The final score trumps all, of course. And the fact that Brett Myers pitched like Brett Myers again will be more meaningful as the Phillies continue their march through October. It is a point that no one would even think of arguing.
Still, meaning and memory are different things. What you remember is not necessarily what really matters. Sometimes you remember things that are frivolous, or silly, or outlandish, or fun. Sometimes the big picture is trumped by the single, unforgettable snapshot.
And so, Thursday night will always be remembered as the night when Myers worked CC Sabathia for a walk.
"I know I'm a terrible hitter," Myers would say, after it was over. "I really can't explain it. It was like one of those freakish things."
As long as baseball is discussed in this city, Myers' second-inning at-bat will be played and replayed. The score was tied at 1-1 when Myers walked to the plate. There were two outs and a runner on third base. There were no expectations. The man had six hits in the last three seasons, after all.
Nine pitches later, Myers was standing on first base amid bedlam at Citizens Bank Park.
The ballpark's biggest crowd ever, 46,208, was roaring. Rally towels were waving, creating this hyperactive white sea. Singsong chants of "C ... C, C ... C, C ... C" were begun and then swallowed up in the collective cacophony. It was just insanity.
And two batters later, Shane Victorino provided the raucous punctuation with a grand slam. It turned out to be all the runs the Phillies needed in a 5-2 win over the Milwaukee Brewers.
"I was able to lay off some good pitches that he made and able to extend his pitch count," said Myers, who also had a 10-pitch at-bat against Sabathia in the fourth inning. He also got a single off reliever Seth McClung in the fifth, at which point the entire place would have fainted if it hadn't been so busy screaming.
Sabathia threw 98 pitches. Myers saw nearly 20 percent of them. It was grandly absurd. As he himself said, "Baseball's weird like that where you can have a guy that pretty much can't hit a lick go up there and battle a guy that's as good as CC. It's just part of the game."
Victorino's grand slam was a rocket to leftfield. The result was a 2-0 lead over the Brewers in the best-of-five series. The building confidence in the Phillies' clubhouse cannot be ignored, and will be recalled if this becomes a long October run.
But the walk is what will endure.
It is hard to emphasize just how low the expectations were when Myers strode to the plate in the second inning. His most famous at-bat in 2008 had come in a late August game against the Mets, when the bench was depleted in the 13th inning and Myers was sent up to the plate with orders from Phils manager Charlie Manuel not to swing. He worked the count to 3-2 with some hilarious pantomimes of a slugger before striking out. Chris Coste came up behind him and drove in the winning run.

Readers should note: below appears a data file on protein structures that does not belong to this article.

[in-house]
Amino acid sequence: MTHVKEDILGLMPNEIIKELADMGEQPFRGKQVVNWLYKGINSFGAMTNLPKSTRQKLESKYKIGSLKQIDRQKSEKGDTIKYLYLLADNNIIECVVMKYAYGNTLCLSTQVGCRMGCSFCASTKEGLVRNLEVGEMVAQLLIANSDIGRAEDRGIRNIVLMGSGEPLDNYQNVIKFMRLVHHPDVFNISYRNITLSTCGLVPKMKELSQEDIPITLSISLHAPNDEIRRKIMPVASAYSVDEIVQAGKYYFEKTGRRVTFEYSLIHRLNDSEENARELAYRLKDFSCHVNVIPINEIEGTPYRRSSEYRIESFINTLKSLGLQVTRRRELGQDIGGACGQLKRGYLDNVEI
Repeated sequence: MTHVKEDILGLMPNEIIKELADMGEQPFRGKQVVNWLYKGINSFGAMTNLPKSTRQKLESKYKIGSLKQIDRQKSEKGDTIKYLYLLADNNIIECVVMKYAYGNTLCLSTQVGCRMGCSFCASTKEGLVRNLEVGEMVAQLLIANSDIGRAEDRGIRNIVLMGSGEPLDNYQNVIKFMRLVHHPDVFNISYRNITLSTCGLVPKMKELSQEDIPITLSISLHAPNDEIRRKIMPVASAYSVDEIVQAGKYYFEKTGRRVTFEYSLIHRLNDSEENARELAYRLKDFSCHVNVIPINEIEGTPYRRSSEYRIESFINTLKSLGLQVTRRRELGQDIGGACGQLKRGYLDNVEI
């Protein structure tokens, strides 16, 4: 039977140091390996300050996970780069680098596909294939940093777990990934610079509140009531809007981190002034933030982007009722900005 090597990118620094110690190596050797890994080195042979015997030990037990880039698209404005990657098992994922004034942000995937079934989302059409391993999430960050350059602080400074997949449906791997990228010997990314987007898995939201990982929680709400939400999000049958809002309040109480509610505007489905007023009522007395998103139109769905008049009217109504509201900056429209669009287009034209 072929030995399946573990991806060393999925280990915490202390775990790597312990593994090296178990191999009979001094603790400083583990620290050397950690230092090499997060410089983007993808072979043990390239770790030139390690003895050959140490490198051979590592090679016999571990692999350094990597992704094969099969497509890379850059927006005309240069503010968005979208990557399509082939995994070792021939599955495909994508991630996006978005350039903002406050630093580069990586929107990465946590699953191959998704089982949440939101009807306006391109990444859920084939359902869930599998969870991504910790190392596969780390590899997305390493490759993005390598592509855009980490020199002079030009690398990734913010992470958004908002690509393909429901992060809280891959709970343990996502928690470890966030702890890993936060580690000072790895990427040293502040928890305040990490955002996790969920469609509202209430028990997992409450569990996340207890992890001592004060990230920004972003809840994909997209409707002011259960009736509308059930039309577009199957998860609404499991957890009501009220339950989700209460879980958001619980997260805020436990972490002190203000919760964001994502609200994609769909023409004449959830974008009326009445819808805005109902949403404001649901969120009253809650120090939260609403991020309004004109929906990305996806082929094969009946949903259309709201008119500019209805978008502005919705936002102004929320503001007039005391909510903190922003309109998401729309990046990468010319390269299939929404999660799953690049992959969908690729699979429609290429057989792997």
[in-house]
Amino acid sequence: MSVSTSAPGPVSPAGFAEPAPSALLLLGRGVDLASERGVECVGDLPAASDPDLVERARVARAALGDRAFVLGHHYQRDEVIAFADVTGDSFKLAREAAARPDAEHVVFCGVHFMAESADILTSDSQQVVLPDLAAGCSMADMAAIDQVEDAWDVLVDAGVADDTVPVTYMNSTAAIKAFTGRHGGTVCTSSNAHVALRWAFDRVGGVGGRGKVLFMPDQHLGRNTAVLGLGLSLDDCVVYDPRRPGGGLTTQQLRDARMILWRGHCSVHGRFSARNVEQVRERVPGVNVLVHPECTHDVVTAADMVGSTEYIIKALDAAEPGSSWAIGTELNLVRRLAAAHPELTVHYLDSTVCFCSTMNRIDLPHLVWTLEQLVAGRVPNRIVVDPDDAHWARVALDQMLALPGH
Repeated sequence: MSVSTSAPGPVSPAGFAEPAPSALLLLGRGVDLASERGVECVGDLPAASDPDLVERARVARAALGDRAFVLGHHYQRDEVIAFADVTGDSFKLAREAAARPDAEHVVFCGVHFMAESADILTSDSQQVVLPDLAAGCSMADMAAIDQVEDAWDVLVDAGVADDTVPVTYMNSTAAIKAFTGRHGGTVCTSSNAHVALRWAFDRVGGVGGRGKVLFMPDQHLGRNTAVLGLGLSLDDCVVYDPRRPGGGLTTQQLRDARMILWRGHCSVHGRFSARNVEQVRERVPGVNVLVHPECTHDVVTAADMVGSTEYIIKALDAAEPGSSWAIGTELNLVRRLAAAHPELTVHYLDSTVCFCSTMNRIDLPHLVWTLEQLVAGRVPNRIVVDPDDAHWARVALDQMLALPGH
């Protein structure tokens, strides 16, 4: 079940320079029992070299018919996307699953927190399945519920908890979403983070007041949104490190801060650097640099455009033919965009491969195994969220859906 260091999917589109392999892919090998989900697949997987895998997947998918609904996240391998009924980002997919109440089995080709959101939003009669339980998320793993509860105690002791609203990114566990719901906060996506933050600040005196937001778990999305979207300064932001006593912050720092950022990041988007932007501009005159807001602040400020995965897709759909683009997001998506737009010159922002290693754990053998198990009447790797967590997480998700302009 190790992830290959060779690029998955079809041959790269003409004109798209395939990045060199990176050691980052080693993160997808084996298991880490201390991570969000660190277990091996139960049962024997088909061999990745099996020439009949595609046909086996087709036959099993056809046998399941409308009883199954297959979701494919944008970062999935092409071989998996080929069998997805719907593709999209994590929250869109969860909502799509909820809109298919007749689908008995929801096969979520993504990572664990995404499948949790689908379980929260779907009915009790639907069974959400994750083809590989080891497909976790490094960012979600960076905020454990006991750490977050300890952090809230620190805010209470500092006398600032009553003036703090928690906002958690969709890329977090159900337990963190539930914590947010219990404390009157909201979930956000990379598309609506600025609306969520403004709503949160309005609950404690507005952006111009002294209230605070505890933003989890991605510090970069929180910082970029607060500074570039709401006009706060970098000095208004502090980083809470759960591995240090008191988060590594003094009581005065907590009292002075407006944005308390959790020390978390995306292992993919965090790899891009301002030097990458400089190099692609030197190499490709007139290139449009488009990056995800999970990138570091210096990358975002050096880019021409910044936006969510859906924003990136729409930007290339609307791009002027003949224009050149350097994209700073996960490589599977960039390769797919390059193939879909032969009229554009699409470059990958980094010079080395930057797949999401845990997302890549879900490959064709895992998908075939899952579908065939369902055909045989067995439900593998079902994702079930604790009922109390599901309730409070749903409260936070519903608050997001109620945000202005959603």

But that was it _ shtick, not substance. That was the anticipation. And when Myers swung and missed at Sabathia's first two pitches, it all seemed as if it would be routine enough. But then came the first ball, and then a foul ball, and then the crowd began to stir.
Sabathia was already laboring. Those three consecutive starts on three days' rest had maybe, just maybe taken their toll as Sabathia tried to do it for a fourth time. He was the standard upon which the underdog Brewers hung their hopes, and he was already wavering. You wonder if the Phillies sensed any frustration in him.
"I really didn't sense anything," Myers said. "I was just out there trying to keep battling the best I could. Like I said, I'm not a very good hitter. It was kind of freakish, basically."
Again with the freakishness. The fifth pitch of the at-bat was ball two, and then Myers hit another foul ball and broke his bat. As he walked over to get a new one, that was when the crowd really took the thing to Defcon 5.
Because if there is one thing the people here can do, it is smell blood.
The thing just built from there, taking on a life of its own. Ball three; roar. Another foul ball; another roar. And with everybody now on their feet, completely swept up in the moment, towels waving, decibels rising, Sabathia delivered the ninth pitch of the at-bat.
"I don't think it frustrated me," Sabathia said later. "I just think that (it was) not being able to make pitches when I needed to. I had two strikes on him, 0-2. Ended up walking him. This game for me was about finishing ... "
Of course, without Victorino's grand slam, or without the victory, this would not have been such an enduring memory. And after a couple of questions about the at-bat, Myers was heard to wonder, "Did I pitch tonight?"
Well, yes. Apparently.
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